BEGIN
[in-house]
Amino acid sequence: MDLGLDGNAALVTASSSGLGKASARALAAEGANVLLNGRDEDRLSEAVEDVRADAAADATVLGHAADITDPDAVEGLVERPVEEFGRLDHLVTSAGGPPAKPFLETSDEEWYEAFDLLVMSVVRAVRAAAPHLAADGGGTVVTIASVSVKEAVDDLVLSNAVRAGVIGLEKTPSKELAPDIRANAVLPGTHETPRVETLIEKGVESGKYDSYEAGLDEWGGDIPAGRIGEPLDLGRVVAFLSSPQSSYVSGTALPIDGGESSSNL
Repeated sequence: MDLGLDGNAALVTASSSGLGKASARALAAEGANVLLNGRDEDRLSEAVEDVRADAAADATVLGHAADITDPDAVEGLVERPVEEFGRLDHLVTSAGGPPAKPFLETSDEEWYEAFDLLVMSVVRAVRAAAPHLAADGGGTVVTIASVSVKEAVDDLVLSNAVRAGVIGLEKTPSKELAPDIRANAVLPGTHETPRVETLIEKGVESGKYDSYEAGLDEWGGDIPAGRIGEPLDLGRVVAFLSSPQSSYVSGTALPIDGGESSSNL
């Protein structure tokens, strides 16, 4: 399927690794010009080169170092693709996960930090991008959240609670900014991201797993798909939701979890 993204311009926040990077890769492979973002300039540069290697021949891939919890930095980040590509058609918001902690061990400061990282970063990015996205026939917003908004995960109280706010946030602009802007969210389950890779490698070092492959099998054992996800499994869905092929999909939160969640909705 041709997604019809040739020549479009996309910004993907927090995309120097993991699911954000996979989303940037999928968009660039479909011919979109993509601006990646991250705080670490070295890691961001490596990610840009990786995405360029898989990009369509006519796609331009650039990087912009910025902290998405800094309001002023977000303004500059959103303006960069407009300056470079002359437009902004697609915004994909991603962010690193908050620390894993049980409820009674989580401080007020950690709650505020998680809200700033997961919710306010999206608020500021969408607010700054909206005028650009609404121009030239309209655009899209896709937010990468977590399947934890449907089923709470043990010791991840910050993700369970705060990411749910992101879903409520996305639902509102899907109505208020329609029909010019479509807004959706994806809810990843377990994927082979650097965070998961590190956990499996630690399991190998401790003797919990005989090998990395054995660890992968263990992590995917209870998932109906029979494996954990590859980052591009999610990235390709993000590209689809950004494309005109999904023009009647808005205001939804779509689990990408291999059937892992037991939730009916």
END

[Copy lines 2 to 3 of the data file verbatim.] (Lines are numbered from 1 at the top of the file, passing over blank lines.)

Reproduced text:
Amino acid sequence: MDLGLDGNAALVTASSSGLGKASARALAAEGANVLLNGRDEDRLSEAVEDVRADAAADATVLGHAADITDPDAVEGLVERPVEEFGRLDHLVTSAGGPPAKPFLETSDEEWYEAFDLLVMSVVRAVRAAAPHLAADGGGTVVTIASVSVKEAVDDLVLSNAVRAGVIGLEKTPSKELAPDIRANAVLPGTHETPRVETLIEKGVESGKYDSYEAGLDEWGGDIPAGRIGEPLDLGRVVAFLSSPQSSYVSGTALPIDGGESSSNL
Repeated sequence: MDLGLDGNAALVTASSSGLGKASARALAAEGANVLLNGRDEDRLSEAVEDVRADAAADATVLGHAADITDPDAVEGLVERPVEEFGRLDHLVTSAGGPPAKPFLETSDEEWYEAFDLLVMSVVRAVRAAAPHLAADGGGTVVTIASVSVKEAVDDLVLSNAVRAGVIGLEKTPSKELAPDIRANAVLPGTHETPRVETLIEKGVESGKYDSYEAGLDEWGGDIPAGRIGEPLDLGRVVAFLSSPQSSYVSGTALPIDGGESSSNL